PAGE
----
In addition, Mrs. Schafer was awarded $5,000 in cash by the judgment, which sum Mr. Schafer was required to pay her. The items of property hereinbefore enumerated having a value of $21,441.62, together with the two old automobiles and the small tools, were awarded to Mr. Schafer and he was required to pay the $5,332.25 of debts of the parties. Mrs. Schafer was also given the option of acquiring the household furniture for the stipulated value of $750, and an exercise of such option by her would reduce the cash payment she was to receive from $5,000 to $4,250. The court specifically found that it was impossible to make a division of property in lieu of alimony, and the judgment directed Mr. Schafer to pay alimony of $50 per month.

It is apparent, in viewing the property division as a whole, that the trial court gave no weight to the factor of Mr. Schafer's interest in the retirement fund. The most important issue presented on this appeal is whether such interest in this retirement fund should have been taken into account in making the property division. The briefs of the parties present no authorities on this issue, and we have been unable to discover any by independent research.

In Gauger v. Gauger (1914), 157 Wis. 630, 633, 147 N. W. 1075, in considering the fraction of the total estate of the parties to be awarded in making a property division in a divorce judgment, it was declared, "it has been pretty well established that a clear third of the whole is a liberal allowance to the wife, subject to be increased or decreased according to special circumstances." This rule enunciated in the Gauger Case was recently approved by this court in Hull v. Hull (1956), 274 Wis. 140, 79 N.W.2d 653. If Mr. Schafer's interest in the retirement fund is to be wholly ignored in making the property division, there was no abuse of discretion on the part of the trial court in making the property division between the parties here. This is because independently of the husband's interest in the retirement fund the wife was roughly awarded one third of the net estate. However, in view of the long married life of the parties and the many thousands of dollars of earnings which Mrs. Schafer contributed to the support of the family, we deem this to be a proper case in which a somewhat more generous award to the wife would have been warranted.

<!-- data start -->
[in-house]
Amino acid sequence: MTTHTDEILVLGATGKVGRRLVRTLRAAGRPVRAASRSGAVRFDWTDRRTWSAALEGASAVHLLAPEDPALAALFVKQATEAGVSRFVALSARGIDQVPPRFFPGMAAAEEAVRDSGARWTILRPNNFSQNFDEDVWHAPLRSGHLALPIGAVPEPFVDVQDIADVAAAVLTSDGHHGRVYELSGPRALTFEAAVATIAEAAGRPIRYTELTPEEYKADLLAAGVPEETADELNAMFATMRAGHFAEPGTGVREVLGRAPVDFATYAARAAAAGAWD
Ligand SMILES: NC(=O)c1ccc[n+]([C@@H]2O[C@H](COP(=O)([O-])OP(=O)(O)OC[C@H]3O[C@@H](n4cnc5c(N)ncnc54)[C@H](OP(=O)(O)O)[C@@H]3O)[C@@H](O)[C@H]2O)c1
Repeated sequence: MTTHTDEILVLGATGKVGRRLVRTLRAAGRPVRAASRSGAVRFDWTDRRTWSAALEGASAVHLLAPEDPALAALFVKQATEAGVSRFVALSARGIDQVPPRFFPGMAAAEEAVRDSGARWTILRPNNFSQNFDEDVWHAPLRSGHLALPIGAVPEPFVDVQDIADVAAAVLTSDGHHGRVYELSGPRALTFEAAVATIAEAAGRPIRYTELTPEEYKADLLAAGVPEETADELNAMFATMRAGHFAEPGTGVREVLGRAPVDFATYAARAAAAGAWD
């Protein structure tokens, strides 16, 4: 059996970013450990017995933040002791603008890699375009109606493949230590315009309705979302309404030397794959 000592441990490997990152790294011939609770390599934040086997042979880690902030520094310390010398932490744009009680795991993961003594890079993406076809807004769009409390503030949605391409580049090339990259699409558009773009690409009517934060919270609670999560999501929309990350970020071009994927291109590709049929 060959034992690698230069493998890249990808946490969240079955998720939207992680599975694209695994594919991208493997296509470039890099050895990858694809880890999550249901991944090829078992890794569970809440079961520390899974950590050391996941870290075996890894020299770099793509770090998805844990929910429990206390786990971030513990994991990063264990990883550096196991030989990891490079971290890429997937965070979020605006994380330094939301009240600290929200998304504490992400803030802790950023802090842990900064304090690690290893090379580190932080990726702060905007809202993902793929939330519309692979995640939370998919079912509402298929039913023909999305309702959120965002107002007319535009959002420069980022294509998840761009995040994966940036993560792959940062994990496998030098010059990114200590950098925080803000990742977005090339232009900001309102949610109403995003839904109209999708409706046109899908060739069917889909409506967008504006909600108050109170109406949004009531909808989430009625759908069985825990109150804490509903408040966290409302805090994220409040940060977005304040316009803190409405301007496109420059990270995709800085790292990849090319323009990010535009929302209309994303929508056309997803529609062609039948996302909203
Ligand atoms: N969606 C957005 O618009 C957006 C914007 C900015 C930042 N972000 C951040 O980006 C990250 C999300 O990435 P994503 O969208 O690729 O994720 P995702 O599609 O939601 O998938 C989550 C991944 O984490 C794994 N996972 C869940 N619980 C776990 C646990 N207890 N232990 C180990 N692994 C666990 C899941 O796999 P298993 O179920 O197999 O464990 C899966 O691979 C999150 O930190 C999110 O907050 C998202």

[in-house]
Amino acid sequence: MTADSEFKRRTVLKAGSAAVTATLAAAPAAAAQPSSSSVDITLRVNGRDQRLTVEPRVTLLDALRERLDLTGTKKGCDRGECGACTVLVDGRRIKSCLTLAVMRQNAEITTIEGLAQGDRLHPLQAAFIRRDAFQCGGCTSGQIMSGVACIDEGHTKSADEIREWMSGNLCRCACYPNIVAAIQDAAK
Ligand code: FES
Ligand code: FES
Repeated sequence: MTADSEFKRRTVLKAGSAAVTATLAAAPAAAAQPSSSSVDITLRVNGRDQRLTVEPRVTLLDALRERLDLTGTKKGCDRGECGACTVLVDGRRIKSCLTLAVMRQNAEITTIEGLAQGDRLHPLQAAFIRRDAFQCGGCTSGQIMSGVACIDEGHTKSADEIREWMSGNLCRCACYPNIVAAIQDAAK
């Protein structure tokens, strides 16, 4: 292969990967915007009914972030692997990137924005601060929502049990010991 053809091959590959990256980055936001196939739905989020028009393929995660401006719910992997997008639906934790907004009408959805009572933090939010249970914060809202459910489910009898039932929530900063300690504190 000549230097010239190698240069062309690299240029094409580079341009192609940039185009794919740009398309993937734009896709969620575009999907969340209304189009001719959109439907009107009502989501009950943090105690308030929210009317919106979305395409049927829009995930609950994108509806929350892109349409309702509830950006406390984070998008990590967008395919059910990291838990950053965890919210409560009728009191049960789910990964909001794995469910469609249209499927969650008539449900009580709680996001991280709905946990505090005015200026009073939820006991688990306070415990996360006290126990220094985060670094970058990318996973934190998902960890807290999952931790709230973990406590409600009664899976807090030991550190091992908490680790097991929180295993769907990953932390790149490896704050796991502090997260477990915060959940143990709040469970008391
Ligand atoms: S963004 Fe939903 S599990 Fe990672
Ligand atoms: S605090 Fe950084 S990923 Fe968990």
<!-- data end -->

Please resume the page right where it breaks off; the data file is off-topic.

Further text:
While it is true that the husband's interest in the retirement fund by its very nature is an asset that is incapable of division by the court between the parties so as to award the wife a portion thereof, nevertheless, we consider that its value should have been ascertained and taken into account by the trial court in making the division of estate. We realize that such interest in the retirement fund is one that is very difficult to value. On the one extreme we have an investment cost to Mr. Schafer spread over a thirty-two-year period of $4,065.08. In contrast to this is its value as a presently realizable annuity. At the time of trial he was eligible to retire and receive an annuity for life of $2,880 payable at the rate of $240 per month. According to the American Experience five per cent annuity table set forth in sec. 314.06, Stats., such annuity would have a value of approximately $29,000 at Mr. Schafer's age of fifty-six at time of trial. This value of $29,000 may be too high because apparently Mr. Schafer has no present intention of retiring. Until he retires, he will receive no income therefrom. Nevertheless, viewed from the standpoint of providing future financial security to Mr. Schafer it has an intrinsic value at least as great, if not greater, than would be provided to the wife if she were to be awarded the homestead. Where an asset such as this interest in a government retirement fund has no market value, its intrinsic value may have to be determined as best the court can in order to do justice between the parties.